The exterior surface of the second adjustment screw 48 is threaded for operative threaded engagement with cooperating threads formed in an aperture running through the support member 28. The threads can be formed in the aperture itself, or asshown, by engagement of a threaded grommet 52 within an aperture in the support member 28. By centering this engagement through the support member 28 and in-between the posts 44, tilt or rotation of the support member 28, as noted above, is prevented orminimized.
To achieve a horizontal adjustment of the depth of the door 12 inside the door jam 14 the user would employ a tool adapted to engage the second adjustment screw 48 and rotate it. The threaded engagement of the second adjustment screw with thesupport member 28 causes the support member 28 to translate back and forth inside the interior cavity 32 toward and away from the rear wall 21 with the support apertures 46 riding on the exterior of the projecting posts 44 to thereby hold the supportmember 28 in registered yet translatable engagement with the second hinge member 18. As noted above, rotation or downward torque of the door which might twist the support member 28 is minimized by this currently preferred four post system.
Finally, it should be noted that in the case of heavy doors, both faster and slower adjustment along both axises can be provided by changing the gear ratios of the opposable geared engagements. Further, mechanical advantage can also be obtainedwith such ratios which is especially useful when the device 10 is employed to rotationally mount very heavy doors.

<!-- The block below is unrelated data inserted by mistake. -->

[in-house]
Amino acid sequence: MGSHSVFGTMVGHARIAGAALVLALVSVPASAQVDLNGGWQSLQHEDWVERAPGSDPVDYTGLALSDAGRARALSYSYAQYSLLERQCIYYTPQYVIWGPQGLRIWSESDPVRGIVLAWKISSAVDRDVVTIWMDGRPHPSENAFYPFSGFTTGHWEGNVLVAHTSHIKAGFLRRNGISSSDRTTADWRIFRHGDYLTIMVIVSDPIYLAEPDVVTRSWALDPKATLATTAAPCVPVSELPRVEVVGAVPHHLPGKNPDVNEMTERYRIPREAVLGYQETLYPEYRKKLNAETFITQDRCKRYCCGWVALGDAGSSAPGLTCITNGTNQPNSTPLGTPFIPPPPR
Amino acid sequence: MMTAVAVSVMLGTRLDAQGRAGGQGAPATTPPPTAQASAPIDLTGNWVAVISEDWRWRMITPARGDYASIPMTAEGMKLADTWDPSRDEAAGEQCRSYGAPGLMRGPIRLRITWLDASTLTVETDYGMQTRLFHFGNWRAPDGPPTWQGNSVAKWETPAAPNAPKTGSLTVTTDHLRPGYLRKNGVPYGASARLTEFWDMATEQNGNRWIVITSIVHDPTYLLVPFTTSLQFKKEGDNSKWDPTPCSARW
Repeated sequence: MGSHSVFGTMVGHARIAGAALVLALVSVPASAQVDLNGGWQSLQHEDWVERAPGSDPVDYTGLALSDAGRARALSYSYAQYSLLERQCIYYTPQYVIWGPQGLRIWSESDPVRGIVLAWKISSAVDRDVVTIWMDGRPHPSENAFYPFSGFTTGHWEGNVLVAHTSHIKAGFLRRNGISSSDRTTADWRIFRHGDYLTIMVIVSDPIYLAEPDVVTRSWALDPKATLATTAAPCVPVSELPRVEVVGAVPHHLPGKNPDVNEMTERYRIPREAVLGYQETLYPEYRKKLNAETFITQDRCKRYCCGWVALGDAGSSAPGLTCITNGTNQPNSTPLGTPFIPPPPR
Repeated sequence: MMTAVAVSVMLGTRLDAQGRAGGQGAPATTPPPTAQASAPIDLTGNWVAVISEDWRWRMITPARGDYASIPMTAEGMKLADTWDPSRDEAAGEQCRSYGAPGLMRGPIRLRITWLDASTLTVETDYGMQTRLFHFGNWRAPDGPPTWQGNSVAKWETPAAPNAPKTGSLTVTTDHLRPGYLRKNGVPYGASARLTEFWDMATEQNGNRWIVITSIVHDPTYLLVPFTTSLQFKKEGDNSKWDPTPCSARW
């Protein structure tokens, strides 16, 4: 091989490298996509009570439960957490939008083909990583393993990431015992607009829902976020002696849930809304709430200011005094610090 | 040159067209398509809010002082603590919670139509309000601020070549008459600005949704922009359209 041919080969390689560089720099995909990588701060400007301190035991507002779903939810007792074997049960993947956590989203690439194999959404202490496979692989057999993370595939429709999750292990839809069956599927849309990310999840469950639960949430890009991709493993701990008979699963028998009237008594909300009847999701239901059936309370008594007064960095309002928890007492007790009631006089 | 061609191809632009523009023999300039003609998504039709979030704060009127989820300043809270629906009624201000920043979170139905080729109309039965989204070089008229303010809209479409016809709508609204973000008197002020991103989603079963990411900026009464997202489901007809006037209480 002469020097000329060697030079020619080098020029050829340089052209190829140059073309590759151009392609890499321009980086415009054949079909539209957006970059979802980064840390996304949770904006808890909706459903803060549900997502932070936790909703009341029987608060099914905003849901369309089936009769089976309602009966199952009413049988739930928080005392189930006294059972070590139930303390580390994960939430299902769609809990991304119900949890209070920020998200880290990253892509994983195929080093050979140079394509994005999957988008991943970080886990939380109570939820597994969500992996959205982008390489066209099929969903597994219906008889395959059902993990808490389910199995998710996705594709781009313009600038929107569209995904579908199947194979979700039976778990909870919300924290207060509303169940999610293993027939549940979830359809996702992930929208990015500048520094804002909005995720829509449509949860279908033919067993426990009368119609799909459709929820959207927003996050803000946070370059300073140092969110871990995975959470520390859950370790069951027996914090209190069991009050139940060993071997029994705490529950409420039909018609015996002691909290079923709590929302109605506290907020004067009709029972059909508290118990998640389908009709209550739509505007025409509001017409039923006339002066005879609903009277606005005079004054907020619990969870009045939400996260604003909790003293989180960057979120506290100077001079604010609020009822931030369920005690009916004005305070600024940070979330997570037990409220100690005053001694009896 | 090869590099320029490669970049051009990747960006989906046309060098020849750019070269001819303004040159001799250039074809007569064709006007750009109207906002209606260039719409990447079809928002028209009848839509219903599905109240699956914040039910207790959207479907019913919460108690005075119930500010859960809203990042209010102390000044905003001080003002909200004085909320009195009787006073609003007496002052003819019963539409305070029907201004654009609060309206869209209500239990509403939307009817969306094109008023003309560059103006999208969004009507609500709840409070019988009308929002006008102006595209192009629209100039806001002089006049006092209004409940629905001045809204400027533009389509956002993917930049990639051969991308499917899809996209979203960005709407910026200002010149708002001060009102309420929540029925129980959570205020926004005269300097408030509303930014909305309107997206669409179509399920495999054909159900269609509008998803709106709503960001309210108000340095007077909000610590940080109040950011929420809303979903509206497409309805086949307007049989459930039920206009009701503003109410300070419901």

Although the invention has been described with respect to particular embodiments thereof, it should be realized that various changes and modifications may be made therein without departing from the spirit and scope of the invention. While theinvention as shown in the drawings and described in detail herein discloses arrangements of elements of particular construction and configuration for illustrating preferred embodiments of structure and method of operation of the present invention, it isto be understood, however, that elements of different construction and configuration and other arrangements thereof, other than those illustrated and described, may be employed in accordance with the spirit of this invention. Any and all such changes,alternations and modifications as would occur to those skilled in the art are considered to be within the scope of this invention as broadly defined in the appended claims.
Further, the purpose of the attached abstract is to enable the U.S. Patent and Trademark Office and the public generally, and especially the scientists, engineers and practitioners in the art who are not familiar with patent or legal terms orphraseology to determine quickly from a cursory inspection the nature and essence of the technical disclosure of the application. The abstract is neither intended to define the invention of the application which is measured by the claims, nor is itintended to be limiting as to the scope of the invention in any way.